Weekly Review


For the third consecutive week, gold and silver rose, setting multi-month price highs in the process. Gold rose by $14 (1.1%) for the week, while silver ended 55 cents (3.1%) higher. As a result of silver's relative outperformance, the silver/gold price ratio tightened in another full point to finish at just under 71 to 1. While this is (again) the strongest silver has been relative to gold in months, on a longer term perspective of the past few years, silver is still decidedly undervalued relative to gold.


Against a backdrop of pronounced dollar strength, as well as currency and financial market volatility and a continued historic decline in the price of crude oil, gold and silver prices have managed to increase where past experience would have suggested otherwise. Rarely, if ever, do I comment on the dollar or currencies in my analysis on silver and for good reason – I don't think I understand that influence and prefer to stick to actual supply/demand and COMEX positioning. I know there are times when the inverse relationship between dollar strength and metal weakness seems ironclad, but that hasn't been the case recently. So I guess I'll continue to emphasize the factors I normally focus on.


That's not to say that I am not amazed by the current circumstances of an effective zero interest rate environment and the level of official interference in the financial markets, including the bond buying spree of the Federal Reserve and the ECB. It seems clear that officials seem determined to force investors to buy stocks and chase yields and eventually that can't be bad for silver, even if that is not the primary intended purpose.


In fact, I can't help but feel the widespread monetary expansion confirms my key premise that silver will and must rise when it gets minimal investment buying. But whereas the authorities throw around buying measured in the trillions of dollars overall to boost general asset prices, all it would take in silver is a billion or two to get prices really rolling, a true pittance in the scheme of things. Of course, even that small amount doesn't mean much as long as the COMEX still controls the price, as new COT data confirm. More on that in a moment.


The physical turnover or movement of metal into and out from the COMEX-approved silver warehouses “cooled” slightly this week to 2.9 million oz as total inventories rose 2.3 million oz to 176.7 million oz. But considering this was a holiday (MLK) shortened week, this week's movement wasn't that much less than the daily average turnover. As has been the case, the intense inventory turnover is confined to silver of all the COMEX and NYMEX metals (gold, copper, platinum and palladium). A while back, I noted a pickup in gold inventory turnover, but more recently gold movement turned comatose once again.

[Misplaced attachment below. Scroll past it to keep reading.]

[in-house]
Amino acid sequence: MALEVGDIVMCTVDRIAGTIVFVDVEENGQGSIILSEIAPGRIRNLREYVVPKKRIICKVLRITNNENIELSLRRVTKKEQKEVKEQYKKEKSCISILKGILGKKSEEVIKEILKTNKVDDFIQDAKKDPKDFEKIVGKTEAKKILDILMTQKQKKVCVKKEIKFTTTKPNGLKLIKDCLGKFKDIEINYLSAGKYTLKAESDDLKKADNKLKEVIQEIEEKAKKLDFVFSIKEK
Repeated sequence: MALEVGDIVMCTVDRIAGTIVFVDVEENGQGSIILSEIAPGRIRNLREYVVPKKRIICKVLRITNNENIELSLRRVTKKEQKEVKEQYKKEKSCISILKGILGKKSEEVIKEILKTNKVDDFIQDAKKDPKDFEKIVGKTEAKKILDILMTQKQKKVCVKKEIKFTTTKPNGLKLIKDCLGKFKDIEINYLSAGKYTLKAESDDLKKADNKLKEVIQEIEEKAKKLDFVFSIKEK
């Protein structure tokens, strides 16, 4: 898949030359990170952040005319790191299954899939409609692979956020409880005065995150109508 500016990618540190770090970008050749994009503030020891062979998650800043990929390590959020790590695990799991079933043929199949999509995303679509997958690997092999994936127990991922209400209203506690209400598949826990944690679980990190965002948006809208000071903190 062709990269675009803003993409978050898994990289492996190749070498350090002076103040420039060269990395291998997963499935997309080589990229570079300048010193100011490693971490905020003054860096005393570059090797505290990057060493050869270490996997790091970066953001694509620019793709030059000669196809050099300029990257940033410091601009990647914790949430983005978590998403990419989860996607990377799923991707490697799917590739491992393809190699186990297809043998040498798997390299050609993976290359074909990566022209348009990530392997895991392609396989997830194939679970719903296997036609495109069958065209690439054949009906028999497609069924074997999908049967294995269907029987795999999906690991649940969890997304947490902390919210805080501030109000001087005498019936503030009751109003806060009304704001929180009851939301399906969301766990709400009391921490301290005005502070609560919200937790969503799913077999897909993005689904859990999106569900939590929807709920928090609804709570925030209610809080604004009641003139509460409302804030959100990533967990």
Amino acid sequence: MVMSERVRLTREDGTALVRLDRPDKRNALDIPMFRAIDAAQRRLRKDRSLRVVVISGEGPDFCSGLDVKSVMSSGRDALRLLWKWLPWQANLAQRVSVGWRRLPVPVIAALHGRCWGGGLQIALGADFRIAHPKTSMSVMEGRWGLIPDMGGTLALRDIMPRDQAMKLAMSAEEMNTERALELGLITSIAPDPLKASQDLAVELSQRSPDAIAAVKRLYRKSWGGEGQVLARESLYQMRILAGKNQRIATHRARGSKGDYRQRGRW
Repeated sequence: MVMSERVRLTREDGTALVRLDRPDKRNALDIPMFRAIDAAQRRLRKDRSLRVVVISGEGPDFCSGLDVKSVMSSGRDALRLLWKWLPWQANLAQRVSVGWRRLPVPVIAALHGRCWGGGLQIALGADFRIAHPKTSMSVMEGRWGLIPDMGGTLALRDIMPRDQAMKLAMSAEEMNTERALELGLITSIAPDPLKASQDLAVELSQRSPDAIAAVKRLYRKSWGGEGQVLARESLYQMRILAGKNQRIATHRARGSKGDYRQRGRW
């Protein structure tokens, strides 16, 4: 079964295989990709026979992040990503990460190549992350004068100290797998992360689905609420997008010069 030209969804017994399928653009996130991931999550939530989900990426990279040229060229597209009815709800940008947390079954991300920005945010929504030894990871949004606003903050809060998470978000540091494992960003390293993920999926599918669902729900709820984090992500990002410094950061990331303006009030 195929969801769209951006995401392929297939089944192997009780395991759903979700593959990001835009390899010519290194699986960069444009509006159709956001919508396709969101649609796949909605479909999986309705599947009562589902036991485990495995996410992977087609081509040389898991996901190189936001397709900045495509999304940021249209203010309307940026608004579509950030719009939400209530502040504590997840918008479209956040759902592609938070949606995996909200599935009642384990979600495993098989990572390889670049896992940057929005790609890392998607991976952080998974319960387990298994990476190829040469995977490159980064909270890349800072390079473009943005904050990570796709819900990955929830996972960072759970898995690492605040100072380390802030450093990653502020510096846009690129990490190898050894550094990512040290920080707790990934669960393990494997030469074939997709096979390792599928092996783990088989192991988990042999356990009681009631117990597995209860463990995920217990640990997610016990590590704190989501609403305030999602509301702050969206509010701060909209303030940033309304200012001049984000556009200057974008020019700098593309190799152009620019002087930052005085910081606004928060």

Definitely not comatose was the “movement” of physical metal holdings in the big silver ETF, SLV, over the past few days. First, let me distinguish between the movement of silver in the COMEX warehouses and in the SLV. In the COMEX silver warehouse movement, this is the absolute physical turnover of 1000 oz bars from the various warehouses manually loaded into trucks and carted away and the unloading of trucks with metal manually brought into the warehouses.


In the case of the SLV (and other silver ETFs), the only data available indicate only whether metal has been deposited or withdrawn from holdings, with identifying serial numbers, bar weights and hallmarks. But the data doesn't indicate that the metal was physically moved into or out from official warehouses (in London), in that the reported metal may have already been in position prior to a deposit or may remain in position after a withdrawal.


So whereas the turnover of silver into and out from the COMEX warehouses is true movement in every sense of the word, the deposits/withdrawals in SLV and other ETFs, may or may not be actual physical  movement. This is not a particularly important issue in terms of the analysis involved, but I did want to state it correctly. In any event, the “movement” in the SLV the past few days was quite extraordinary.


On Wednesday, I commented that the deposits and withdrawal pattern in SLV has been counterintuitive in that recent withdrawals seemed to come when deposits should have been made (on rising prices and heavy trading volume as has been the case in GLD). I also indicated that as a result of the strong price rise and heavy trading volume of Friday Jan 16, some 6 million oz or more were due to be deposited and the delay in that deposit could be considered a shortage. Well, not only did we not get a big deposit of metal, after the close that day, close to 7 million oz were withdrawn from SLV (followed by a one million oz deposit Thursday). Aside from having to come up with a more intensive and descriptive word to describe counterintuitive, what the heck is going on?